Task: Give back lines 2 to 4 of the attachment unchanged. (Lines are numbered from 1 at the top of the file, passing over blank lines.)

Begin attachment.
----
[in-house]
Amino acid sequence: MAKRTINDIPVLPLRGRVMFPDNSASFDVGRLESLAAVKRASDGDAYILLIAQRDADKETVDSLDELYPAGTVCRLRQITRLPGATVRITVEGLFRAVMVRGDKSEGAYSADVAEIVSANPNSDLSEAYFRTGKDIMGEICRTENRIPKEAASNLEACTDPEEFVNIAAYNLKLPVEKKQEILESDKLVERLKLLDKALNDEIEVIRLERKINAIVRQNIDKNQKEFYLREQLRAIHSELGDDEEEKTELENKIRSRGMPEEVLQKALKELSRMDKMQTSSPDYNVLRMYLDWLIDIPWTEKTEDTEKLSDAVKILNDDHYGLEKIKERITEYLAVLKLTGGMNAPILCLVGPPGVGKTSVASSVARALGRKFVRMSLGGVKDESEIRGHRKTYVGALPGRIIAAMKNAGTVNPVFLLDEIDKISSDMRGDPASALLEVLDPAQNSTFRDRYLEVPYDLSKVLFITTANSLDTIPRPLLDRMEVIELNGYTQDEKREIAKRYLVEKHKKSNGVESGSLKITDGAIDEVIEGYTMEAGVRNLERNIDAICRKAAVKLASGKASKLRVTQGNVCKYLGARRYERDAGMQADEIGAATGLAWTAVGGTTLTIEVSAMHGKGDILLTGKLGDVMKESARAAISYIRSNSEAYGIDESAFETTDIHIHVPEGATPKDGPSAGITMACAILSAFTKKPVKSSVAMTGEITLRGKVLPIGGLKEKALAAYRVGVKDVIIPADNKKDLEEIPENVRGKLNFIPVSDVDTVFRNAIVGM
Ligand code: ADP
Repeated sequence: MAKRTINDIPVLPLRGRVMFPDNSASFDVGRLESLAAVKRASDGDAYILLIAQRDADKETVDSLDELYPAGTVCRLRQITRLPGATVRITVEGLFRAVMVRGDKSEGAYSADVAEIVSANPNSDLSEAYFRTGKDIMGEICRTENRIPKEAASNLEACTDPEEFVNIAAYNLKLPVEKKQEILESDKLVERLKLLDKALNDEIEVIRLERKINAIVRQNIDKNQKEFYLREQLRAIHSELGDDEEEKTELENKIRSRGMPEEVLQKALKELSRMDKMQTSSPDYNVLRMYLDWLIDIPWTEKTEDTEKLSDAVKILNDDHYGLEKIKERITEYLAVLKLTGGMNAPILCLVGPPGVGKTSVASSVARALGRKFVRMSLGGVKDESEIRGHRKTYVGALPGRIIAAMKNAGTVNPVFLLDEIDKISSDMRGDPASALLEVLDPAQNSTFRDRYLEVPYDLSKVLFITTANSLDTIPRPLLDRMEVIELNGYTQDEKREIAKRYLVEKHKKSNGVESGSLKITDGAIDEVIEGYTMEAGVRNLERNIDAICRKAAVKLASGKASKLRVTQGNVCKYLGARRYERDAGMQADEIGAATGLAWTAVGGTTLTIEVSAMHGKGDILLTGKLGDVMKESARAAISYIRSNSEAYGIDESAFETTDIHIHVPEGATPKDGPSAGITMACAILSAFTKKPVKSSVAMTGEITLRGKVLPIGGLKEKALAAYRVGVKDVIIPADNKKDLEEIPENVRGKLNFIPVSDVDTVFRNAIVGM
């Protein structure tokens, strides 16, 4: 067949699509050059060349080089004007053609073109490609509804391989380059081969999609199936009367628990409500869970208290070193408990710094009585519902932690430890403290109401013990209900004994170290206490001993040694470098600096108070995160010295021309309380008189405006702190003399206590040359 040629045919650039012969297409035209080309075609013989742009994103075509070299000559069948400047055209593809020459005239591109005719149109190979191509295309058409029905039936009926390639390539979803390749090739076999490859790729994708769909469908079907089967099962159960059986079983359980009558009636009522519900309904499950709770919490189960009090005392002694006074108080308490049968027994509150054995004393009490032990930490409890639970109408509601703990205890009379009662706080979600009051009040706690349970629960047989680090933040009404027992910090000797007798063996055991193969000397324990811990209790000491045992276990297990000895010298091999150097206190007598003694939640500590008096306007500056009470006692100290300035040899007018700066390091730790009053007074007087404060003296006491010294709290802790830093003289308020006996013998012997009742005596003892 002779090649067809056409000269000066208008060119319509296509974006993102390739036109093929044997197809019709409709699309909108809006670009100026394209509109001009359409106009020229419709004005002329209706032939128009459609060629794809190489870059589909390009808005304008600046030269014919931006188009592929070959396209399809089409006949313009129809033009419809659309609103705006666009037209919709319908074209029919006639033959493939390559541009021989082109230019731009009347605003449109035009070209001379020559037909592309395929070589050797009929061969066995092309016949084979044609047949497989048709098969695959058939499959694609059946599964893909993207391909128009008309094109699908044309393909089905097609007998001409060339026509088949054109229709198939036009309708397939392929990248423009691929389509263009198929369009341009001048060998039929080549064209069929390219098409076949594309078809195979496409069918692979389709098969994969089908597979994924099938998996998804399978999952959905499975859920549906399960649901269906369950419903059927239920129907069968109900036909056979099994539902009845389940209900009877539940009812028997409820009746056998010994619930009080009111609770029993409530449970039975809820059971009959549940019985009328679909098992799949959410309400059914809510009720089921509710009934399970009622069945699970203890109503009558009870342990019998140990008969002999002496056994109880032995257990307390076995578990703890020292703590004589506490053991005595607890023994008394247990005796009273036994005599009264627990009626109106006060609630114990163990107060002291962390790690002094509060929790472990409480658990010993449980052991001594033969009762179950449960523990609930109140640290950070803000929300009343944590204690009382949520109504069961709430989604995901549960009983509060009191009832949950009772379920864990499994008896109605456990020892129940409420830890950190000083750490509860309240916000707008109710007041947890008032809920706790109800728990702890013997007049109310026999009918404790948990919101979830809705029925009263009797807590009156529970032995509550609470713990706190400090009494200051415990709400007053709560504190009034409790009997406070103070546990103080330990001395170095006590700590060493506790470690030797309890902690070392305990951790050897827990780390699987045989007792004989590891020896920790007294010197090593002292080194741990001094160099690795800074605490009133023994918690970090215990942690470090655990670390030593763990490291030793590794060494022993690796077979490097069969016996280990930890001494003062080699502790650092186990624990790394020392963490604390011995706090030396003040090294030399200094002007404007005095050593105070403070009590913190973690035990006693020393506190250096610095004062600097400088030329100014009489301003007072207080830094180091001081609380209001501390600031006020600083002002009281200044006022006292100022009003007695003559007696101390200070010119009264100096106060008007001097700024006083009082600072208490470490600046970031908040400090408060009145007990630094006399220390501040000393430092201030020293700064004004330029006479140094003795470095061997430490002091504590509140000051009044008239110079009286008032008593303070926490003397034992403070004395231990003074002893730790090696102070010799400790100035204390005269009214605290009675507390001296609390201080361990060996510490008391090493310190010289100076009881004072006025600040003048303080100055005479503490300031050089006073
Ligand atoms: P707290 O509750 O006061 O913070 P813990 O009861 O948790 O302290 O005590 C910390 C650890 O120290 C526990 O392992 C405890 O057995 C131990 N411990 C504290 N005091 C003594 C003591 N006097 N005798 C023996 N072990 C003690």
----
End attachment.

Amino acid sequence: MAKRTINDIPVLPLRGRVMFPDNSASFDVGRLESLAAVKRASDGDAYILLIAQRDADKETVDSLDELYPAGTVCRLRQITRLPGATVRITVEGLFRAVMVRGDKSEGAYSADVAEIVSANPNSDLSEAYFRTGKDIMGEICRTENRIPKEAASNLEACTDPEEFVNIAAYNLKLPVEKKQEILESDKLVERLKLLDKALNDEIEVIRLERKINAIVRQNIDKNQKEFYLREQLRAIHSELGDDEEEKTELENKIRSRGMPEEVLQKALKELSRMDKMQTSSPDYNVLRMYLDWLIDIPWTEKTEDTEKLSDAVKILNDDHYGLEKIKERITEYLAVLKLTGGMNAPILCLVGPPGVGKTSVASSVARALGRKFVRMSLGGVKDESEIRGHRKTYVGALPGRIIAAMKNAGTVNPVFLLDEIDKISSDMRGDPASALLEVLDPAQNSTFRDRYLEVPYDLSKVLFITTANSLDTIPRPLLDRMEVIELNGYTQDEKREIAKRYLVEKHKKSNGVESGSLKITDGAIDEVIEGYTMEAGVRNLERNIDAICRKAAVKLASGKASKLRVTQGNVCKYLGARRYERDAGMQADEIGAATGLAWTAVGGTTLTIEVSAMHGKGDILLTGKLGDVMKESARAAISYIRSNSEAYGIDESAFETTDIHIHVPEGATPKDGPSAGITMACAILSAFTKKPVKSSVAMTGEITLRGKVLPIGGLKEKALAAYRVGVKDVIIPADNKKDLEEIPENVRGKLNFIPVSDVDTVFRNAIVGM
Ligand code: ADP
Repeated sequence: MAKRTINDIPVLPLRGRVMFPDNSASFDVGRLESLAAVKRASDGDAYILLIAQRDADKETVDSLDELYPAGTVCRLRQITRLPGATVRITVEGLFRAVMVRGDKSEGAYSADVAEIVSANPNSDLSEAYFRTGKDIMGEICRTENRIPKEAASNLEACTDPEEFVNIAAYNLKLPVEKKQEILESDKLVERLKLLDKALNDEIEVIRLERKINAIVRQNIDKNQKEFYLREQLRAIHSELGDDEEEKTELENKIRSRGMPEEVLQKALKELSRMDKMQTSSPDYNVLRMYLDWLIDIPWTEKTEDTEKLSDAVKILNDDHYGLEKIKERITEYLAVLKLTGGMNAPILCLVGPPGVGKTSVASSVARALGRKFVRMSLGGVKDESEIRGHRKTYVGALPGRIIAAMKNAGTVNPVFLLDEIDKISSDMRGDPASALLEVLDPAQNSTFRDRYLEVPYDLSKVLFITTANSLDTIPRPLLDRMEVIELNGYTQDEKREIAKRYLVEKHKKSNGVESGSLKITDGAIDEVIEGYTMEAGVRNLERNIDAICRKAAVKLASGKASKLRVTQGNVCKYLGARRYERDAGMQADEIGAATGLAWTAVGGTTLTIEVSAMHGKGDILLTGKLGDVMKESARAAISYIRSNSEAYGIDESAFETTDIHIHVPEGATPKDGPSAGITMACAILSAFTKKPVKSSVAMTGEITLRGKVLPIGGLKEKALAAYRVGVKDVIIPADNKKDLEEIPENVRGKLNFIPVSDVDTVFRNAIVGM